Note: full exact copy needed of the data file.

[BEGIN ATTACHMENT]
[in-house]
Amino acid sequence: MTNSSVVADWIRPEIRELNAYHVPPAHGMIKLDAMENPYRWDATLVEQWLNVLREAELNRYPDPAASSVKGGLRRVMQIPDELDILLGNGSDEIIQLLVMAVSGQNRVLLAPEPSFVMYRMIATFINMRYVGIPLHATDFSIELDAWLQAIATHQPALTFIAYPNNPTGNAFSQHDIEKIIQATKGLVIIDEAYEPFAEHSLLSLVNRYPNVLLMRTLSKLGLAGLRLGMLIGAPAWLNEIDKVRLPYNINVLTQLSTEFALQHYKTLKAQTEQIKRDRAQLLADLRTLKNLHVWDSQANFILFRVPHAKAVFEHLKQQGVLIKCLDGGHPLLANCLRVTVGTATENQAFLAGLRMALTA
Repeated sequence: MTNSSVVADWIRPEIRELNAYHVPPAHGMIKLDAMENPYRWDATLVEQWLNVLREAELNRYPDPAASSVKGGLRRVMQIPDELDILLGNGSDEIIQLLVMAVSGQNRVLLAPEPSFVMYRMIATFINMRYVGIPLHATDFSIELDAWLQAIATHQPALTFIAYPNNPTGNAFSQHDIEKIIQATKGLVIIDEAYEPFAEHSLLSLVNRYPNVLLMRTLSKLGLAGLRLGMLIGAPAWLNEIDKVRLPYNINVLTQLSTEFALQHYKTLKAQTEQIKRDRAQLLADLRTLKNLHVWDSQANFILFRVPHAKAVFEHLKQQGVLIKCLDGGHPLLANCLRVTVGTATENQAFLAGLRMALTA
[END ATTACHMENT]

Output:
[in-house]
Amino acid sequence: MTNSSVVADWIRPEIRELNAYHVPPAHGMIKLDAMENPYRWDATLVEQWLNVLREAELNRYPDPAASSVKGGLRRVMQIPDELDILLGNGSDEIIQLLVMAVSGQNRVLLAPEPSFVMYRMIATFINMRYVGIPLHATDFSIELDAWLQAIATHQPALTFIAYPNNPTGNAFSQHDIEKIIQATKGLVIIDEAYEPFAEHSLLSLVNRYPNVLLMRTLSKLGLAGLRLGMLIGAPAWLNEIDKVRLPYNINVLTQLSTEFALQHYKTLKAQTEQIKRDRAQLLADLRTLKNLHVWDSQANFILFRVPHAKAVFEHLKQQGVLIKCLDGGHPLLANCLRVTVGTATENQAFLAGLRMALTA
Repeated sequence: MTNSSVVADWIRPEIRELNAYHVPPAHGMIKLDAMENPYRWDATLVEQWLNVLREAELNRYPDPAASSVKGGLRRVMQIPDELDILLGNGSDEIIQLLVMAVSGQNRVLLAPEPSFVMYRMIATFINMRYVGIPLHATDFSIELDAWLQAIATHQPALTFIAYPNNPTGNAFSQHDIEKIIQATKGLVIIDEAYEPFAEHSLLSLVNRYPNVLLMRTLSKLGLAGLRLGMLIGAPAWLNEIDKVRLPYNINVLTQLSTEFALQHYKTLKAQTEQIKRDRAQLLADLRTLKNLHVWDSQANFILFRVPHAKAVFEHLKQQGVLIKCLDGGHPLLANCLRVTVGTATENQAFLAGLRMALTA